China PM on India charm offensive, offers trade boost

NEW DELHI,  (Reuters) – Chinese Premier Wen Jiabao   pressed on with a charm offensive in India yesterday,   offering support for New Delhi’s bid for a greater role in the   United Nations and agreeing on an ambitious target of $100   billion in trade between the rising Asian powers by 2015.   

Relations between the world’s two fastest growing major   economies are tense, despite the booming trade relationship   between them. Nearly 40 years after they fought a war there   are still rifts over disputed borders, and suspicion in New   Delhi over China’s regional ambitions and its close ties with   arch-rival, Pakistan.  
 
But both Wen and Indian Prime Minister Manmohan Singh   exchanged vows of amity and goodwill, appearing to brush under   the carpet a series of differences that have dogged relations   for decades.  
 
“I believe with our joint efforts, through the visit,   we’ll be able to raise our friendship and cooperation to a   high level in the new century,” said Wen, standing alongside   Singh at the Indian presidential palace after a formal   red-carpet welcome ceremony.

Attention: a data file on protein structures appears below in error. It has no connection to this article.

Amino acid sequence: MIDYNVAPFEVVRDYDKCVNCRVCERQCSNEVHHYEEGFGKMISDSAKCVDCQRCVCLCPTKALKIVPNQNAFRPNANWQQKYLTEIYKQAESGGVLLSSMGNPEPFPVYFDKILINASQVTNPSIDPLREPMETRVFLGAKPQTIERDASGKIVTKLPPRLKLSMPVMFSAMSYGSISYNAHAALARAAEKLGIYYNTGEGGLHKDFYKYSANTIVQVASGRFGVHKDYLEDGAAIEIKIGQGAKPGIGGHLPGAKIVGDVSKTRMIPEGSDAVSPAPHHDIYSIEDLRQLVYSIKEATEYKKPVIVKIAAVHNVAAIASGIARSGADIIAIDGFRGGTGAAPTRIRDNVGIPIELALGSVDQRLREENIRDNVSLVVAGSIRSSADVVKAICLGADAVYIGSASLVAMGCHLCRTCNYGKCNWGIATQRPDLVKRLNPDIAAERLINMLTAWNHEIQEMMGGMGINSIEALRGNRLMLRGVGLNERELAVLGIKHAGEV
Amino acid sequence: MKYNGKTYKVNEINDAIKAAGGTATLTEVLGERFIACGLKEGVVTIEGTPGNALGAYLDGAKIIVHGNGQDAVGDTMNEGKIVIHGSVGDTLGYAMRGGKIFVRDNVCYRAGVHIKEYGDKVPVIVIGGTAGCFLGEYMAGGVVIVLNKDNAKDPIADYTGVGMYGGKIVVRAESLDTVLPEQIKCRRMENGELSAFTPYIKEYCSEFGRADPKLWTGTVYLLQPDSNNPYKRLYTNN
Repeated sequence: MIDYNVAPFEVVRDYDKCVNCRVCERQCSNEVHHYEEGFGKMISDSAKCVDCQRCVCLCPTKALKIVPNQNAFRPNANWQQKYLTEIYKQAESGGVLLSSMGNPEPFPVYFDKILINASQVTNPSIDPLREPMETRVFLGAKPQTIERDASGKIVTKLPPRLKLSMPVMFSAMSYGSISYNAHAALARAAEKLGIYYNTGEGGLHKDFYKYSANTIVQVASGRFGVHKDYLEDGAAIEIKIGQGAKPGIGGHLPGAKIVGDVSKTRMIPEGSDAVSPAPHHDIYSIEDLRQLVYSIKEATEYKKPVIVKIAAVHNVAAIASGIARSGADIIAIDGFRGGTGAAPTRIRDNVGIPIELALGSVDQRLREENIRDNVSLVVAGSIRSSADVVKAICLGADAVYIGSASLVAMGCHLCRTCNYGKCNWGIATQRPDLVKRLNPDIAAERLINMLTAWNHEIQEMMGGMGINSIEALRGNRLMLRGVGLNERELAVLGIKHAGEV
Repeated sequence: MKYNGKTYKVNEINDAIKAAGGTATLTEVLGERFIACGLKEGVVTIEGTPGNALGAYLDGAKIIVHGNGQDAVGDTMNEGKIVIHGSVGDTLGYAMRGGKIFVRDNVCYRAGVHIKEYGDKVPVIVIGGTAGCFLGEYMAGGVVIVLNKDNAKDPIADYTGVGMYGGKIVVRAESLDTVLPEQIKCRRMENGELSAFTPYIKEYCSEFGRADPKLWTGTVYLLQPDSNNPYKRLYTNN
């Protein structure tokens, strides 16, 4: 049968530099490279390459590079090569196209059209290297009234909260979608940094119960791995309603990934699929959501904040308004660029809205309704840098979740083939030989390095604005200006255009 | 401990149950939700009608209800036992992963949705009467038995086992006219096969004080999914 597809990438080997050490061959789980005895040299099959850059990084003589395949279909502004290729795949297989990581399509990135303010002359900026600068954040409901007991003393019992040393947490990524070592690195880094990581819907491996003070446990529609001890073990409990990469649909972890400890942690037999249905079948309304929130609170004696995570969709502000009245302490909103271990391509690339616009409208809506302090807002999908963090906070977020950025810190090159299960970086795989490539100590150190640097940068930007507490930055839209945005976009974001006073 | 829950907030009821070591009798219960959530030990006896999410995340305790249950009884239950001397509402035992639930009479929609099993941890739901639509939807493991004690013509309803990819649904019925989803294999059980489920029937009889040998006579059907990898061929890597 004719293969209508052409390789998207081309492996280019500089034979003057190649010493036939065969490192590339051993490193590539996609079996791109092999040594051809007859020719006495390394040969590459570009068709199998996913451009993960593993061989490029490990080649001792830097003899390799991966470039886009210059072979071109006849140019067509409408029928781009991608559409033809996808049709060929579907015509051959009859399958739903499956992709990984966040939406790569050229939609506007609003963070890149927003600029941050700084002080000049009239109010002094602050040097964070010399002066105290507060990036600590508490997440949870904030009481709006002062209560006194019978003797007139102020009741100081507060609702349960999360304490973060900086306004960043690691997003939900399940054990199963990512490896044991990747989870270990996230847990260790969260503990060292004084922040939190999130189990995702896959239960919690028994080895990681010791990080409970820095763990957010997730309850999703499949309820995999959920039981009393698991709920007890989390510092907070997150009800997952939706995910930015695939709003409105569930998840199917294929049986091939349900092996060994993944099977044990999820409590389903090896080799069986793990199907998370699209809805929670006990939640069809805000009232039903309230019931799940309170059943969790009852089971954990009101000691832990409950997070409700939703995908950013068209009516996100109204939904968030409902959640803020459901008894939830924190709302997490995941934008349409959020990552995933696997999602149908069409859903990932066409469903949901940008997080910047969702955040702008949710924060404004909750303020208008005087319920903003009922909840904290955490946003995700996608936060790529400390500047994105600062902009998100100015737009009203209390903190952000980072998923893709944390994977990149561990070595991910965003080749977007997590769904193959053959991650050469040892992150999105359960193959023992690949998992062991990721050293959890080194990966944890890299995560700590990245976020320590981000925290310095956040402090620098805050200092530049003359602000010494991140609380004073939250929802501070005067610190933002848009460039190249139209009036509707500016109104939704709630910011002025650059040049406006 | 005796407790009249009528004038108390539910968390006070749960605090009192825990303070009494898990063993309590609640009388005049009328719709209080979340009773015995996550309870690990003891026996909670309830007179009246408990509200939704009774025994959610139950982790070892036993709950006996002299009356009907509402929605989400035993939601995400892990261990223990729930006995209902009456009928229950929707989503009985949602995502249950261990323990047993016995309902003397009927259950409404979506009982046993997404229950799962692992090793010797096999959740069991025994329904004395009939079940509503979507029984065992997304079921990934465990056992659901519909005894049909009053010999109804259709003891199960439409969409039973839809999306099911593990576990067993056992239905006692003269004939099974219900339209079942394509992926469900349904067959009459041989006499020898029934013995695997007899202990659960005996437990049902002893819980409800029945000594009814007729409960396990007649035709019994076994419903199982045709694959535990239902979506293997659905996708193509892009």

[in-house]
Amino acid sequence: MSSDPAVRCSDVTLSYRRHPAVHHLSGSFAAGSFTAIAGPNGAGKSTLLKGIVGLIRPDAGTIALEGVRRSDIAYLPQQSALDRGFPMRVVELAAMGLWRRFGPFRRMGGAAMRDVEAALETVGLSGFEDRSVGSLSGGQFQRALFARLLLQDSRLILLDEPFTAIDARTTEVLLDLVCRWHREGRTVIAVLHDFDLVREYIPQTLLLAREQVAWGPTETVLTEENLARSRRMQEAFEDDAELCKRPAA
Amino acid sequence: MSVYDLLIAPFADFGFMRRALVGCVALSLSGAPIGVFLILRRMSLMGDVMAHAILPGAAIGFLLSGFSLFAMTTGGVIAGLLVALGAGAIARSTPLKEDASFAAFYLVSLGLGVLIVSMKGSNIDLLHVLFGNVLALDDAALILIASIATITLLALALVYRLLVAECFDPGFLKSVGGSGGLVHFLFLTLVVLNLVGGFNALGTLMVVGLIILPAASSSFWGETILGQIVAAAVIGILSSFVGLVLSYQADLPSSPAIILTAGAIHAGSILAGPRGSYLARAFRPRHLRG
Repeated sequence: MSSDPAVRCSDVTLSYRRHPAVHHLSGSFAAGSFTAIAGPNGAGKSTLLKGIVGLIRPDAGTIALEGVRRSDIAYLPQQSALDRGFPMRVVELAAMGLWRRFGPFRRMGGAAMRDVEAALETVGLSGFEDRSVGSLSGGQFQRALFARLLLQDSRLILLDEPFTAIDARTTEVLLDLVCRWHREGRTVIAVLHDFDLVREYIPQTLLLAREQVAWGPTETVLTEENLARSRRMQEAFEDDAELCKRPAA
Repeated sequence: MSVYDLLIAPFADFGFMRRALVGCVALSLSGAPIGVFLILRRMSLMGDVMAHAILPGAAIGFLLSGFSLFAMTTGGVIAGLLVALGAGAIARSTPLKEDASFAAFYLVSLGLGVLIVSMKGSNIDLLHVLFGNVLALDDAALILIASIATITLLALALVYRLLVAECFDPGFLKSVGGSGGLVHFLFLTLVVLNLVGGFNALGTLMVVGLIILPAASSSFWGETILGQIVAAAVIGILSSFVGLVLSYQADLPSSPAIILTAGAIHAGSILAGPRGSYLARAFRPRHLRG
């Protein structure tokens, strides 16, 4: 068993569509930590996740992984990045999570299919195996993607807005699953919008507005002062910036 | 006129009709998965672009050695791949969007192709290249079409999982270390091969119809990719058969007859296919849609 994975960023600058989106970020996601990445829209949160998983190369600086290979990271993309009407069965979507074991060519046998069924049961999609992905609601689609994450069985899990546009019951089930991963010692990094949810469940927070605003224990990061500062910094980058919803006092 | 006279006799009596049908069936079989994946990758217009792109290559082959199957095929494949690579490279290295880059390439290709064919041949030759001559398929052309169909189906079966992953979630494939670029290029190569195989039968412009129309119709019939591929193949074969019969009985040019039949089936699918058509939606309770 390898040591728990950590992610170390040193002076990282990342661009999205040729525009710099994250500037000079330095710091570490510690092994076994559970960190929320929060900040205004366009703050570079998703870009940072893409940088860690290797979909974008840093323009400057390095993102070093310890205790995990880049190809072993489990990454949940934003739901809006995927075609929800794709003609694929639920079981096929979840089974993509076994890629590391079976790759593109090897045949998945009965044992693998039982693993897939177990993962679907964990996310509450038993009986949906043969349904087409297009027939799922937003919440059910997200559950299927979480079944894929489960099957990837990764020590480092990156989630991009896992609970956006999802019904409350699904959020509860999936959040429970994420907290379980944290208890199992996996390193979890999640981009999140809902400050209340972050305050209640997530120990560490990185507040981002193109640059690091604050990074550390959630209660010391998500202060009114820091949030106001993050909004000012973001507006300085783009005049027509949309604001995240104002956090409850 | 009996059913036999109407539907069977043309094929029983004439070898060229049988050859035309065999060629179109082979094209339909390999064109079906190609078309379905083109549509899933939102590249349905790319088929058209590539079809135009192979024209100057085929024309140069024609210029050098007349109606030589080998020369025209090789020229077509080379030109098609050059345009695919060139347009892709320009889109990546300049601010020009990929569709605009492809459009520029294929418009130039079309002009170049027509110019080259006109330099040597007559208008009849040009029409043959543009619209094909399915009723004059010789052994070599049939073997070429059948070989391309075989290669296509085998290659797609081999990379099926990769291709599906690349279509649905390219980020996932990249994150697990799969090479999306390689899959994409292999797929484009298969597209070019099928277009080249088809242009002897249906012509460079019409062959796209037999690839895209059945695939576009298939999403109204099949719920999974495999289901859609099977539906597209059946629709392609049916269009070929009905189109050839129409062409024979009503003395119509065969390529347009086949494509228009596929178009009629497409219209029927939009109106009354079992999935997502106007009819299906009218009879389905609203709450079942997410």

Wen’s visit, the first by a Chinese premier to India in   five years, has looked carefully choreographed to improve ties   between two countries that between them are home to more than   a third of the world’s population.

At least 34 Tibetan protesters were arrested for taking   part in anti-China demonstrations in New Delhi yesterday.   

Arriving with more than 300 business leaders on Wednesday,   Wen said that India and China were not rivals and there was   room in the world for both powers to develop.   

“There is a trust deficit, a trade deficit but certainly   not a charm deficit,” said broadcaster CNN IBN Deputy Editor   Sagarika Ghose.  Singh responded in kind to Wen’s effusive words before   they went into a meeting behind closed doors: “A strong   partnership between India and China will contribute to   long-term, peace, stability, prosperity and development in   Asia and the world.”  
 
China’s willingness to increasingly engage with India on   key issues such as their dispute over boundaries, as well as   free trade talks, could stem from a realisation in Beijing   that China needs India’s support in increasingly significant   international platforms such as the G20.       The two sides said they wanted bilateral trade   to cross $100 billion by 2015 from $60 billion in 2010, partly   driven by greater access for Indian firms to Chinese markets.

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